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Published byEugenia Floyd Modified over 7 years ago
by Intracerebroventricular Delivery of VEGF in a Rat Model of ALSEGF in a Rat Model of ALS Treatment of Motoneuron Degeneration
What is ALS? Amyotrophic lateral sclerosis, also named Lou Gehrig’s disease after the famous baseball player, is a paralyzing and deadly disease that takes the lives of individuals between 3 and 5 years of onset. This progressive neurodegenerative disorder affects nerve cells of the brain and spinal chord. According to U.S. population studies, just over 5,600 people in the U.S. are diagnosed with ALS each year.
A-myo-tropic Put together, this word means “no muscle nourishment”. Muscles that are not properly nourished atrophy and causes the lateral portions of the spinal chord to become scarred, which is sclerosis. Motoneurons that are subjected to degeneration are not able to send electrochemical impulses through motorunits, which usually causes muscle movements The term A-myo-tropic stems from Greek vernacular: “A” means no “myo” is used in reference to muscles “trophic” is a term that means nourishment
Symptoms of ALS include: Muscle weakness Dysarthria Dysphagia Fasciculation Difficulties swallowing and breathing Uncontrollable bouts of crying and laughing
The Medical Challenge There is no known cure for ALS, and as of yet, researchers do not fully understand the mechanisms that cause the degeneration of motoneurons due to ALS. However, a correlation has been made between mutations in superoxide dismutase 1(SOD1) (human and rat) and motoneuron degeneration. For this reason, rats expressing SOD1 (termed SOD1 G93A mice) are used as a standard model to assess drug candidates.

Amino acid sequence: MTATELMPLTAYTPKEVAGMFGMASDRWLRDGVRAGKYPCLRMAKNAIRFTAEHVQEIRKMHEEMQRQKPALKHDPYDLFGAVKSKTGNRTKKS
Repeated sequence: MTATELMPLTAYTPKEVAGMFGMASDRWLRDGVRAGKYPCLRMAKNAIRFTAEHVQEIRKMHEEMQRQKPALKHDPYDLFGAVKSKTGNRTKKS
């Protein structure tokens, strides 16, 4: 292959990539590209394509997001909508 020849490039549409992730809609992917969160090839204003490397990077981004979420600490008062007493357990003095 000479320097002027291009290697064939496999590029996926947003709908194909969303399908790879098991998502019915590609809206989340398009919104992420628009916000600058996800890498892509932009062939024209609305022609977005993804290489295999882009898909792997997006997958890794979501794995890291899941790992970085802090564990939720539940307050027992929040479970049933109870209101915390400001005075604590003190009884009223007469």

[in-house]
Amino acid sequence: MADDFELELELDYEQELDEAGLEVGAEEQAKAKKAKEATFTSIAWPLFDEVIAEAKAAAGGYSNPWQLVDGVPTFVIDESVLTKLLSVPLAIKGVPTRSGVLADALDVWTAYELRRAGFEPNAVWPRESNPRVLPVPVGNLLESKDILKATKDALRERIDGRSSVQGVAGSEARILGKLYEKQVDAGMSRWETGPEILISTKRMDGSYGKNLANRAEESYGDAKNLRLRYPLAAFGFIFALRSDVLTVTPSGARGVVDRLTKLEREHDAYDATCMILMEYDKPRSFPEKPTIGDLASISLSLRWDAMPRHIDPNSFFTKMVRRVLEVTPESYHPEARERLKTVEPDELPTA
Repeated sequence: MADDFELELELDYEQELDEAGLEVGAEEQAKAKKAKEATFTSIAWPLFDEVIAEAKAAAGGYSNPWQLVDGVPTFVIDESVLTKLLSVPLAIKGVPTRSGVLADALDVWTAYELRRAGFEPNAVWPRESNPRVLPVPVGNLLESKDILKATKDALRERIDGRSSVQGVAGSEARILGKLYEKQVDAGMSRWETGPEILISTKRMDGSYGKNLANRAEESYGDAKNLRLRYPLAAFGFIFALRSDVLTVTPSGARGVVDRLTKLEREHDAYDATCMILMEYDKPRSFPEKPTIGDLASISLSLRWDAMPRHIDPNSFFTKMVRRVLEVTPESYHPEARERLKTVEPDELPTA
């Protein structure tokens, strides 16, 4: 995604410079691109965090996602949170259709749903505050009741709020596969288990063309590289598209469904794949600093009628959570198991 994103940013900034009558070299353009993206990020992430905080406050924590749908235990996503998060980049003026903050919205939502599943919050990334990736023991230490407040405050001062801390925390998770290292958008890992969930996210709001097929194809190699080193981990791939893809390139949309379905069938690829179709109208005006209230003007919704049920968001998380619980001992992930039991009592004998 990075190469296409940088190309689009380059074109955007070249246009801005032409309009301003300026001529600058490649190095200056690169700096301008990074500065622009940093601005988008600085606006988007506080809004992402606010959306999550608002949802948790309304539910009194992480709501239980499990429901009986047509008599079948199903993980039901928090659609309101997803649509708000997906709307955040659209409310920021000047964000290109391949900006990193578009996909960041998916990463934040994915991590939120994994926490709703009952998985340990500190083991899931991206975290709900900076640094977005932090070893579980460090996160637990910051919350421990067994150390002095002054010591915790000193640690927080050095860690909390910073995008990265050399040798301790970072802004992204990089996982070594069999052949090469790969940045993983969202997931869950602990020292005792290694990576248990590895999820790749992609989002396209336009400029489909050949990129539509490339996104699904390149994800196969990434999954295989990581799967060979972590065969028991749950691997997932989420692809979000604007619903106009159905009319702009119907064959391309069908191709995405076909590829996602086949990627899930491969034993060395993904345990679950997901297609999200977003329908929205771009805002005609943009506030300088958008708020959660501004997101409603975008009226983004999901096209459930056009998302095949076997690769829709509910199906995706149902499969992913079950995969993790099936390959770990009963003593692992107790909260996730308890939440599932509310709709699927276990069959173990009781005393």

The Medical Challenge It is known by the authors that low levels of Vascular endothelial Growth Factor (VEGF) in gene-targeted mice leads to motoneuron degeneration that is similar to ALS in humans. (insert motoneuron slide) Previous knowledge has also indicated that that VEGF delays ALS onset and increases the survival rate of SOD1 G93A rats. Given these findings…
Hypothesis The authors hypothesized that intracerebroventricular delivery (i.c.v) of VEGF Would be a viable treatment for patients with ALS and neurodegenerative disorders in general.
What is VEGF? Primarily known for its angiogenic properties, Vascular Endothelial Growth Factor is an extra- cellular signaling protein that acts as a cell-specific growth factor. VEGF belongs to a group of endothelial mitogens that are related to platelet- derived growth factor.
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